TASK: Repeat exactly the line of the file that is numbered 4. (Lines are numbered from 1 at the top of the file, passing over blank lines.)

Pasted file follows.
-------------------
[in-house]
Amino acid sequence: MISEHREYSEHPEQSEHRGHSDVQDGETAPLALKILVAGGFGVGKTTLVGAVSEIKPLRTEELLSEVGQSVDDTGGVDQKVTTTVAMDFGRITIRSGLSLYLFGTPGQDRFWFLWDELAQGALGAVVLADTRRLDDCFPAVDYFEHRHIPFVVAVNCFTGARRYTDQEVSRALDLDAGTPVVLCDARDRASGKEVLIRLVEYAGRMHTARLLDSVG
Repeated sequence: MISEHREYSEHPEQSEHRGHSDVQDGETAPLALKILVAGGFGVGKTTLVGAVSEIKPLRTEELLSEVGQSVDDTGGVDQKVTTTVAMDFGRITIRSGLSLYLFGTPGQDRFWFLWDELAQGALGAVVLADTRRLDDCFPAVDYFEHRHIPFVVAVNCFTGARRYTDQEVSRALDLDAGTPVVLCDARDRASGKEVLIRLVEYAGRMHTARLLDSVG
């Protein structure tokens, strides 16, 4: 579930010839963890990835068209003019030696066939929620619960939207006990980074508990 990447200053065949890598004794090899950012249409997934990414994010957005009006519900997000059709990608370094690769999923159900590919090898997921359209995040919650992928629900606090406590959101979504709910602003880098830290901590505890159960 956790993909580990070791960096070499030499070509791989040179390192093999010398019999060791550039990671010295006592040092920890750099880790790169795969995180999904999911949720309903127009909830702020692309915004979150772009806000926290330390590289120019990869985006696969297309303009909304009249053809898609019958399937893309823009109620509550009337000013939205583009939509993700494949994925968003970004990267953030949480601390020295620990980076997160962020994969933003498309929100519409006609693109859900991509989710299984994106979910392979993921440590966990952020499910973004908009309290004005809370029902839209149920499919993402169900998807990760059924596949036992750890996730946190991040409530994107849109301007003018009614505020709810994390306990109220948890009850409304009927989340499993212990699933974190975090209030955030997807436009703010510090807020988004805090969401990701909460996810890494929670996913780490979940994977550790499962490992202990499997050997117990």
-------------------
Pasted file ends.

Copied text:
């Protein structure tokens, strides 16, 4: 579930010839963890990835068209003019030696066939929620619960939207006990980074508990 990447200053065949890598004794090899950012249409997934990414994010957005009006519900997000059709990608370094690769999923159900590919090898997921359209995040919650992928629900606090406590959101979504709910602003880098830290901590505890159960 956790993909580990070791960096070499030499070509791989040179390192093999010398019999060791550039990671010295006592040092920890750099880790790169795969995180999904999911949720309903127009909830702020692309915004979150772009806000926290330390590289120019990869985006696969297309303009909304009249053809898609019958399937893309823009109620509550009337000013939205583009939509993700494949994925968003970004990267953030949480601390020295620990980076997160962020994969933003498309929100519409006609693109859900991509989710299984994106979910392979993921440590966990952020499910973004908009309290004005809370029902839209149920499919993402169900998807990760059924596949036992750890996730946190991040409530994107849109301007003018009614505020709810994390306990109220948890009850409304009927989340499993212990699933974190975090209030955030997807436009703010510090807020988004805090969401990701909460996810890494929670996913780490979940994977550790499962490992202990499997050997117990």